What is Informed Practice?

Trauma informed practice helps creating a better overall experience for the patient. It is important to remind ourselves that everyone has experienced trauma in their life.

To practice from an informed trauma care position benefits everyone.

In simple term, to practice from a trauma informed practice means that we provide patient centered care. It involves taking the time to have conversation with the patient, to allow them to have a say about their care. It gives the patient a perceived sense of control, autonomy and agency.

See them as a whole person.

It is important to see a patient as a whole person with life experiences that impact how they react and engage with the world around them.   A person’s actions or behaviours might differ from what you feel is ‘normal’.  Keeping this in mind, it is important to be curious about how we can support others when they come for dental support. 

Having a clinic that understands the basics of trauma and adapt its practice accordingly will help patients have a better experience.


Create the environment

Calm and soothing office environment: this includes providing things like music & tv shows if available


Modify the Intake Form

When making an initial appointment with a new patient and on the intake form

  • Dental assistant staff asking about level of anxiety for new patients when making an initial appointment and make a note for the Dental Professional to know
  • Asking patients if there is anything that would be helpful for the clinic to know about their dental history
  • Flagging previous dental trauma in the patient’s file

Be curious when anxiety is indicated

OHP will be curious when they see on the initial intake form that the patient experiences anxiety. Taking the time to ask in conversation “On a scale from 0 to 10, 0 not being anxious at all and 10 being the most anxious you can imagine, how anxious are you about the appointment today?” Also asking questions like “What could I do to support you today?” “What would make our time together easier for you?”


Notify them of changes

Letting people know ahead of time if there is a change of Dental Professional including Dentist. Offer to rebook if they are not comfortable working with a different person and waive any cancellation fee.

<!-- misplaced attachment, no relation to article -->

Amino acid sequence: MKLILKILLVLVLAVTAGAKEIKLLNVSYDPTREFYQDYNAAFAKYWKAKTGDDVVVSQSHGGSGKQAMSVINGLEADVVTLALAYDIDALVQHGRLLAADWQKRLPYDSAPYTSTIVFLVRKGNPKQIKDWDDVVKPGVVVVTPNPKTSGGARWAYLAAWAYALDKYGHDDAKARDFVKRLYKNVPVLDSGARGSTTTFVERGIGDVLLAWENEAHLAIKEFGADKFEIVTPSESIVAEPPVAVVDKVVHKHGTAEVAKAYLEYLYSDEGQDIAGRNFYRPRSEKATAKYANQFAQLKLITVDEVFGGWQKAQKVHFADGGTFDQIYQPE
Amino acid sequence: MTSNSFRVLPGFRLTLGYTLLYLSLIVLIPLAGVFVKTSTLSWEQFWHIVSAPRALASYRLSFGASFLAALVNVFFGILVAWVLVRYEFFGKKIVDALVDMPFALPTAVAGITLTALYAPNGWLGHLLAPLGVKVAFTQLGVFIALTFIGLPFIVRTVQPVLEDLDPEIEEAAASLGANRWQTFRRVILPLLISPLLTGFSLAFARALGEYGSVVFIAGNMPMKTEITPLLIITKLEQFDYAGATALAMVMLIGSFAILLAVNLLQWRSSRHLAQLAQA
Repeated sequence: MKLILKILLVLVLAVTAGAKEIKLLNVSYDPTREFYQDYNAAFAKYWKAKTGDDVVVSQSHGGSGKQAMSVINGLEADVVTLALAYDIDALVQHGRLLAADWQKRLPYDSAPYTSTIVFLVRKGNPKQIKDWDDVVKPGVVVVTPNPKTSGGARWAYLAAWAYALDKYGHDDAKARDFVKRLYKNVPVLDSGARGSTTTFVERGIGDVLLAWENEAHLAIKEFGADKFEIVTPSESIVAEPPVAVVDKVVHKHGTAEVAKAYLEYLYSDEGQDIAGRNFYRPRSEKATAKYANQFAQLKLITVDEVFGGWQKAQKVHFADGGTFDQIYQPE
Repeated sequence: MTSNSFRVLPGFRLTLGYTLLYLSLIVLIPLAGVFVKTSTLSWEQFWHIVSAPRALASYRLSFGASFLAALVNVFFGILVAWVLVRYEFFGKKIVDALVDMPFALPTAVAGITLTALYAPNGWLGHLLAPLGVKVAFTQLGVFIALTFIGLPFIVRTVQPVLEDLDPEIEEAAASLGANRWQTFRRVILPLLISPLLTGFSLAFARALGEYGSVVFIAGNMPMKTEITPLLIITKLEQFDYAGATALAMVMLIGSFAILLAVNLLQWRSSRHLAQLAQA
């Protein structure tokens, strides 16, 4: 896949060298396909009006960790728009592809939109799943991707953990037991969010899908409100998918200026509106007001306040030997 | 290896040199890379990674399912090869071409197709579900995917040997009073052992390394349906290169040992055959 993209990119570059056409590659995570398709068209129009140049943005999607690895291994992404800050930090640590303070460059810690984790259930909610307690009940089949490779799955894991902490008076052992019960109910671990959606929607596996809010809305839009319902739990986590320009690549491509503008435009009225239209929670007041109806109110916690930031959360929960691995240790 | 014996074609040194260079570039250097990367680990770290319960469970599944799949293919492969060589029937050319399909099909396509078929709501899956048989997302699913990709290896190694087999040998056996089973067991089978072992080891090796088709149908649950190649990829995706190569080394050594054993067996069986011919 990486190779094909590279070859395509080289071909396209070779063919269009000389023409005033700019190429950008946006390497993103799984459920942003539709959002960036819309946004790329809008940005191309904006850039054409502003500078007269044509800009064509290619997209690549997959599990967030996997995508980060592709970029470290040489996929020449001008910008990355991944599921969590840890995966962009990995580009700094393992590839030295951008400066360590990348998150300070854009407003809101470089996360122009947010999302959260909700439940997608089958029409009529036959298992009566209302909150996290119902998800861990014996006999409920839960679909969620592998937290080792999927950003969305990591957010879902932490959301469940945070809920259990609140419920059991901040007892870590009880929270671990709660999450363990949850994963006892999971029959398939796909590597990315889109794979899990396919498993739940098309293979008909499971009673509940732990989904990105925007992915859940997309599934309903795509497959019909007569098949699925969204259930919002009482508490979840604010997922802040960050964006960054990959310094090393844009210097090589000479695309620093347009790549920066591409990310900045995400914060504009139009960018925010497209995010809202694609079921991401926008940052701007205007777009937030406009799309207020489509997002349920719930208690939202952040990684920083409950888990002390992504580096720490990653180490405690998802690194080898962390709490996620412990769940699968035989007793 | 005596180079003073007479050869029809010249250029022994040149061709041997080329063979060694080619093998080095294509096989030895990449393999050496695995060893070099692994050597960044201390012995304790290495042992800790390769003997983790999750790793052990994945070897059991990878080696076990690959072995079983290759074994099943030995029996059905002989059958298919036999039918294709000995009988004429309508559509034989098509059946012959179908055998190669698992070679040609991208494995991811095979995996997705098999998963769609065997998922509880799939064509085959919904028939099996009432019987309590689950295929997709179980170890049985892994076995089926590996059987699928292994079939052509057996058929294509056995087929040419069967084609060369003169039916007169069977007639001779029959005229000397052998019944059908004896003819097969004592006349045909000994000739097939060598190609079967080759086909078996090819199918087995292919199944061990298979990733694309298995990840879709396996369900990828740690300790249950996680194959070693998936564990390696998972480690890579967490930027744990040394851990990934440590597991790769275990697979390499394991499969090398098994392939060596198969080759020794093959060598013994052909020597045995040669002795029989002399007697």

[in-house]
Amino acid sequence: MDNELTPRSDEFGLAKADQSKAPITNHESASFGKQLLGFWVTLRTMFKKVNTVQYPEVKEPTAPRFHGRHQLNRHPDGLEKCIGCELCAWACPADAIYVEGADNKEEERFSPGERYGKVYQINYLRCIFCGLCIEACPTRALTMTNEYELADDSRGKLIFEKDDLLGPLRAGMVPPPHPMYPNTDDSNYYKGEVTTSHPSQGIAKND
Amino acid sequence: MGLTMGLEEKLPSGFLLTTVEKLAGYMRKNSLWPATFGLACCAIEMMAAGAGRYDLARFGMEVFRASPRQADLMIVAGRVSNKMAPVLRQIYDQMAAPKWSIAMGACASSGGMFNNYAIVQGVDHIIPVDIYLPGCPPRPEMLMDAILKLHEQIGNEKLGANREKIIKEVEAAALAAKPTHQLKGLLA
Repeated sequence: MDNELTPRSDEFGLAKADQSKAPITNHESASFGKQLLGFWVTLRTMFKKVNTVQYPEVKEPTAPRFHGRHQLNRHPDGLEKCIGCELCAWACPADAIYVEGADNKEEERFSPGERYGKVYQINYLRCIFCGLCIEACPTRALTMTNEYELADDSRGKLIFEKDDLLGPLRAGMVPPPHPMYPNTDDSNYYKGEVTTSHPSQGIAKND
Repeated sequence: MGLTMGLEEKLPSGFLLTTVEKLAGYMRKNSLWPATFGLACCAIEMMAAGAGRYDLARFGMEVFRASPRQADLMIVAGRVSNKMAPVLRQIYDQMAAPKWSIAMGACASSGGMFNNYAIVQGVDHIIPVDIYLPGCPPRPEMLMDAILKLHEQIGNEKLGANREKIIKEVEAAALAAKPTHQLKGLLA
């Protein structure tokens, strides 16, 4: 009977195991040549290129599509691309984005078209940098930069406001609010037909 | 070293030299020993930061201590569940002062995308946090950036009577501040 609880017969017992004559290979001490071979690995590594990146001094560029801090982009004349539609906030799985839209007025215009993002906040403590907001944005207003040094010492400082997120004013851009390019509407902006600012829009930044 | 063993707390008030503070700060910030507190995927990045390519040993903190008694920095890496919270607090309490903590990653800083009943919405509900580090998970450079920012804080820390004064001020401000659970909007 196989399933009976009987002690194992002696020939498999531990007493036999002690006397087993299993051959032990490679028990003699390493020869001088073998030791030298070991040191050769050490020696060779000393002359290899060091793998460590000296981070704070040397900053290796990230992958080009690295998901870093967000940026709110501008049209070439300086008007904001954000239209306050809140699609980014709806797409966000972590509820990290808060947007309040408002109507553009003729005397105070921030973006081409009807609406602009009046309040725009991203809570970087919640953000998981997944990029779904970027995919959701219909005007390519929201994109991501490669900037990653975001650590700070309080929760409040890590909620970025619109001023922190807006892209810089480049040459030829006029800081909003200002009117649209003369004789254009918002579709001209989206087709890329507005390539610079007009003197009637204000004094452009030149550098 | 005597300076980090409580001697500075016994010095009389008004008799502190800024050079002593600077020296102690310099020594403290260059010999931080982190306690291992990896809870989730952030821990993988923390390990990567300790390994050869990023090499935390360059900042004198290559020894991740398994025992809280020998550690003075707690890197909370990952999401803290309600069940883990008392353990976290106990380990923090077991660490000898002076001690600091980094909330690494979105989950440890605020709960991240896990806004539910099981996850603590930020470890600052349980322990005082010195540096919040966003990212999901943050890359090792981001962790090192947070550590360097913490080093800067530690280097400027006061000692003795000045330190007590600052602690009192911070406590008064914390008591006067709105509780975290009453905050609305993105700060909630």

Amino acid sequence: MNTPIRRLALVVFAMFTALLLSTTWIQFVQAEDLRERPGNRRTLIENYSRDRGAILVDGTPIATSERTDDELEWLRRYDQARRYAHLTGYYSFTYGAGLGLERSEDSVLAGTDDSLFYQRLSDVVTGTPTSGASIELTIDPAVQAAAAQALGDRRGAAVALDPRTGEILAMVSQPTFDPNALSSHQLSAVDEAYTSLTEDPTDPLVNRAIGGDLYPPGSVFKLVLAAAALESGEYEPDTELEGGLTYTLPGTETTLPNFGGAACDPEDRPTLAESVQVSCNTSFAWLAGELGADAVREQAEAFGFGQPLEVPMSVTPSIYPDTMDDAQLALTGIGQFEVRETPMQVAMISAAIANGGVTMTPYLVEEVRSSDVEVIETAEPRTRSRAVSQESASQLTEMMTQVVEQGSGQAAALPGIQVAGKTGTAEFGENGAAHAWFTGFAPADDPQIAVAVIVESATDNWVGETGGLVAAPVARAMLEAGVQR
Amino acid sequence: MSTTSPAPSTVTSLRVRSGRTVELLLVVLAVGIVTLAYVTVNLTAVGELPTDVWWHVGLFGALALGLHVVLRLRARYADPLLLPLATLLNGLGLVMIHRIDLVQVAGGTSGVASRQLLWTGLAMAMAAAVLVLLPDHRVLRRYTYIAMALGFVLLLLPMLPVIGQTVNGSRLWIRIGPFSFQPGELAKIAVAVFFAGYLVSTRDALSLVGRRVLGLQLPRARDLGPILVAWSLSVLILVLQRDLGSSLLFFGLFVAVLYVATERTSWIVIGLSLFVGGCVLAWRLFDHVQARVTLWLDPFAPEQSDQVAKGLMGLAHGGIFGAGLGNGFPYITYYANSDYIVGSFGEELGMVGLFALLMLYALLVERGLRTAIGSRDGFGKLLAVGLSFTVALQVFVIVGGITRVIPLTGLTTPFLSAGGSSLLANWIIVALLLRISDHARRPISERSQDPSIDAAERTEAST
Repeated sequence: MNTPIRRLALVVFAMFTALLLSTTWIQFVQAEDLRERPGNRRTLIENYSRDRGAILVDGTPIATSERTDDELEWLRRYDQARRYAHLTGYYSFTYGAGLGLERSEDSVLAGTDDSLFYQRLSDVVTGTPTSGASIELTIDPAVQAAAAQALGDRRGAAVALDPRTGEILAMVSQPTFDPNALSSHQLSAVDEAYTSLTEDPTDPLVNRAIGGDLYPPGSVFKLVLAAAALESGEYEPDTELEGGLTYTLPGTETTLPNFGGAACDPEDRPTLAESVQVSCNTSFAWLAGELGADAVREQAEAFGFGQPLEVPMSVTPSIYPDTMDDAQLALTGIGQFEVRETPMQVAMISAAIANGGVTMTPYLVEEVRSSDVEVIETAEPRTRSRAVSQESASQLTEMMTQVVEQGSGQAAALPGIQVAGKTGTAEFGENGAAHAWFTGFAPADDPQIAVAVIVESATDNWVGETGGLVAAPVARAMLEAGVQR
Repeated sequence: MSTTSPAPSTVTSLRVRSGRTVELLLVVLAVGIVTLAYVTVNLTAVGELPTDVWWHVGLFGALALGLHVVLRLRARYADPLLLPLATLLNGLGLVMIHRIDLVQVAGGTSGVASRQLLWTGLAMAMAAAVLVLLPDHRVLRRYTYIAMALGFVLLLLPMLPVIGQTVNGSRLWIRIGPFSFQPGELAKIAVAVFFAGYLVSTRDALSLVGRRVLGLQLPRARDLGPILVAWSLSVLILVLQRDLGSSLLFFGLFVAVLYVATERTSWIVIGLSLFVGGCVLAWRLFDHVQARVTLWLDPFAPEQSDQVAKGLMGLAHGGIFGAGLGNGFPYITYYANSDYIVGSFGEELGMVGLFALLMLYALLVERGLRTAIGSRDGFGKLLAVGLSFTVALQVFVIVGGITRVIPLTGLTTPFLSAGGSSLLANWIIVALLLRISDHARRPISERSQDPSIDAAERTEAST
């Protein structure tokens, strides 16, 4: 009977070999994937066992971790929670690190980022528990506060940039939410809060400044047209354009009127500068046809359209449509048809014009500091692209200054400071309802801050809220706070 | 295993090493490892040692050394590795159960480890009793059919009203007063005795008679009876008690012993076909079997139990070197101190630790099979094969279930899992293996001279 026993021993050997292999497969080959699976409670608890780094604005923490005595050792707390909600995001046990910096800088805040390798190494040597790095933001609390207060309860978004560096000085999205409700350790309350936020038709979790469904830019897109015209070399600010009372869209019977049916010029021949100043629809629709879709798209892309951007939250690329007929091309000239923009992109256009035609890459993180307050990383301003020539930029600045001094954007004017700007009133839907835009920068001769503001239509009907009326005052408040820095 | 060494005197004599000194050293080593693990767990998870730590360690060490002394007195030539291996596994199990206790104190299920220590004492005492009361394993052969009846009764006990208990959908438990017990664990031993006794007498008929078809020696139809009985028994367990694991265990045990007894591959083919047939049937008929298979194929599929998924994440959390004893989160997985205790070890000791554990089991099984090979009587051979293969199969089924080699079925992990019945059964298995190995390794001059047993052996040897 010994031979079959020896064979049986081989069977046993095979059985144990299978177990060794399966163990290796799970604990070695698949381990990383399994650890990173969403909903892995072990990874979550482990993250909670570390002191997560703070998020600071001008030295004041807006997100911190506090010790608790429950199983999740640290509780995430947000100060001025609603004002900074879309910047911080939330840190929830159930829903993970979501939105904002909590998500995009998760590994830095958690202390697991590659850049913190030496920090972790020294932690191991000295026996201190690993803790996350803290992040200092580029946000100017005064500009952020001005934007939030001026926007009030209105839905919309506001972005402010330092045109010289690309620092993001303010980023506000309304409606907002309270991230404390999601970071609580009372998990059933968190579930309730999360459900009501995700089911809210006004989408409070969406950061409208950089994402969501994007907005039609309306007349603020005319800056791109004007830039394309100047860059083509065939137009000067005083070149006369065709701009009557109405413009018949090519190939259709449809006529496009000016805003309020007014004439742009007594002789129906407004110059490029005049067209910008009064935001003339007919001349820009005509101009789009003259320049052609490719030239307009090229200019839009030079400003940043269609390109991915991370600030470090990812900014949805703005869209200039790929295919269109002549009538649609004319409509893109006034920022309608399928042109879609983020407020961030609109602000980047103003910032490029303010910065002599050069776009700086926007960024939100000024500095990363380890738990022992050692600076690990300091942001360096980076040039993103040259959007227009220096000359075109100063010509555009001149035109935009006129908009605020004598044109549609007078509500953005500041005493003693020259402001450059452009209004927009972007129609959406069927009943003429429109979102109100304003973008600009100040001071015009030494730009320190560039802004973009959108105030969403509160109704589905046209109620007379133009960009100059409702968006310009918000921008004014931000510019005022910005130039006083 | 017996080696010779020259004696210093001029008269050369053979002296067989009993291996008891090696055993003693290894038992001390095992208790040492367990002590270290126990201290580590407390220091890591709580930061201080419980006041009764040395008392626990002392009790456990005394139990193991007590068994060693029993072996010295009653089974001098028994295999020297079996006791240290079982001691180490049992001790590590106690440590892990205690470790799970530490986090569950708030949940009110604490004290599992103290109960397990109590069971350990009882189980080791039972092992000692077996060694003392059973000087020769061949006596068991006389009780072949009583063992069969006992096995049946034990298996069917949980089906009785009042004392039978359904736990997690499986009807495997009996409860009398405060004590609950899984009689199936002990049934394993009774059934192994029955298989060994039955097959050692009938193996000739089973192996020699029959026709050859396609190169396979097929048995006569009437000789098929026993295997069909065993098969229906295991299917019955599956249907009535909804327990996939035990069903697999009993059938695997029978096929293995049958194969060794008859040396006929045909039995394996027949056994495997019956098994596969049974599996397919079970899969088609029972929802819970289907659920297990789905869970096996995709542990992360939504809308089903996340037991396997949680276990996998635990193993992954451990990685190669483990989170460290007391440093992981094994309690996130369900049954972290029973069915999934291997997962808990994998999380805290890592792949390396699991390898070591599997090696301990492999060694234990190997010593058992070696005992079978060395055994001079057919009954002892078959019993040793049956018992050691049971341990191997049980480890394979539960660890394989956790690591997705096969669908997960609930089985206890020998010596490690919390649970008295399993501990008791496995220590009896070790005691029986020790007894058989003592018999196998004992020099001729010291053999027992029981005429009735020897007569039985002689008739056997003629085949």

Offer a conversation

Prior to the oral procedure, offer to the patient to have a conversation before starting any dental work. If space allows, have a regular chair in the treatment room for the client to sit in during that conversation. If not, ask the patient if they would prefer to have the conversation while standing or if they are comfortable sitting in the treatment chair.

  • Present a summary of the treatment
  • Have some flexibility. Ask if there is anything that the patient needs to be looked at. If it takes precedence, adapt your treatment plan.
  • Discuss the preferred pace for the procedure i.e. doing everything in one appointment or multiple appointment
  • Allow the patient to ask questions
  • Develop a simple non verbal communication code with the patient. For example: Are you good? Thumb up. If the treatment needs to stop raise the left hand.
  • Let the patient know there will also be time available to ask questions afterward.

Patients who are anxious in the supine position may feel more comfortable if offered a pillow for their back.

Offer the option of a mirror to see procedures or examinations that are out of the patient’s visual field.

If patient’s nonverbal behaviour indicates a moderate level of anxiety, stop what you’re doing. Allow time for the patient to have a break. Ask what would be useful to the patient.

Make sure of indicating any special requirement for the patient on their chart, highly visible so another practitioner would easily notice it. Add details such as position of chair, gag reflex when xray at the back of their mouth, difficulty with the dental dam…

 Remember that increasing the level of sense of control and agency for the patient increases their chances of feeling safer and have an overall more positive experience.

Are you wanting to apply this information to create a trauma-informed clinic?